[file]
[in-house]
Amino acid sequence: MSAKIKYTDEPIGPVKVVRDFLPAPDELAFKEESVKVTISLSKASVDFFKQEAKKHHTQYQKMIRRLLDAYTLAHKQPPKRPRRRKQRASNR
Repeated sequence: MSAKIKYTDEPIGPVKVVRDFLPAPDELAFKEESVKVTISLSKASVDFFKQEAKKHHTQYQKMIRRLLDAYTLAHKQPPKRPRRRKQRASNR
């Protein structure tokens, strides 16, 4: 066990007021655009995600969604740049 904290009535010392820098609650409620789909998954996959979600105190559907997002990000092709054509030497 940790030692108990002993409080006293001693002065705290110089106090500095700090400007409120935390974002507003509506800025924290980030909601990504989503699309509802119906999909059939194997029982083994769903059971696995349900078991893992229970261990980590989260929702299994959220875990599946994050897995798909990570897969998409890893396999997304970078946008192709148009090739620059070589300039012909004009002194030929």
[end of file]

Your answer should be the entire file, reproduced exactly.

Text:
[in-house]
Amino acid sequence: MSAKIKYTDEPIGPVKVVRDFLPAPDELAFKEESVKVTISLSKASVDFFKQEAKKHHTQYQKMIRRLLDAYTLAHKQPPKRPRRRKQRASNR
Repeated sequence: MSAKIKYTDEPIGPVKVVRDFLPAPDELAFKEESVKVTISLSKASVDFFKQEAKKHHTQYQKMIRRLLDAYTLAHKQPPKRPRRRKQRASNR
């Protein structure tokens, strides 16, 4: 066990007021655009995600969604740049 904290009535010392820098609650409620789909998954996959979600105190559907997002990000092709054509030497 940790030692108990002993409080006293001693002065705290110089106090500095700090400007409120935390974002507003509506800025924290980030909601990504989503699309509802119906999909059939194997029982083994769903059971696995349900078991893992229970261990980590989260929702299994959220875990599946994050897995798909990570897969998409890893396999997304970078946008192709148009090739620059070589300039012909004009002194030929």